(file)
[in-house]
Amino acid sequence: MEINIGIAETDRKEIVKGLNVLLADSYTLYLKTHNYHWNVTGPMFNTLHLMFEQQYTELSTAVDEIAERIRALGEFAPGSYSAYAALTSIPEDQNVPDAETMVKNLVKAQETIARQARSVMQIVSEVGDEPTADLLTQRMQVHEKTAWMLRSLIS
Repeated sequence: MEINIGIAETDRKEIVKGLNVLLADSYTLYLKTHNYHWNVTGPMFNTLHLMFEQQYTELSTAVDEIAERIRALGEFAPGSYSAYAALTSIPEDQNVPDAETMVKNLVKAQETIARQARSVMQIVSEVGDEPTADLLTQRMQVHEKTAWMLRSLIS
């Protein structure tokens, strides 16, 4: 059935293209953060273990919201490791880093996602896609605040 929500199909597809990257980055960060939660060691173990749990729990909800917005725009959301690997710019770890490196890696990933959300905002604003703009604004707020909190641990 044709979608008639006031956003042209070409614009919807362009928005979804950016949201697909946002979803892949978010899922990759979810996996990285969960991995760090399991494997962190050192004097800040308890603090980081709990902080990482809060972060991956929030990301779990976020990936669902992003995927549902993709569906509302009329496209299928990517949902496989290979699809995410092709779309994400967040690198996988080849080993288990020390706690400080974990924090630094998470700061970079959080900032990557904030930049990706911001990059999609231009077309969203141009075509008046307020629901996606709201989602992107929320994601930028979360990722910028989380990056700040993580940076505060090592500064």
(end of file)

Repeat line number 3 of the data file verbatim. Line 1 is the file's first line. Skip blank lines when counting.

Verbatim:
Repeated sequence: MEINIGIAETDRKEIVKGLNVLLADSYTLYLKTHNYHWNVTGPMFNTLHLMFEQQYTELSTAVDEIAERIRALGEFAPGSYSAYAALTSIPEDQNVPDAETMVKNLVKAQETIARQARSVMQIVSEVGDEPTADLLTQRMQVHEKTAWMLRSLIS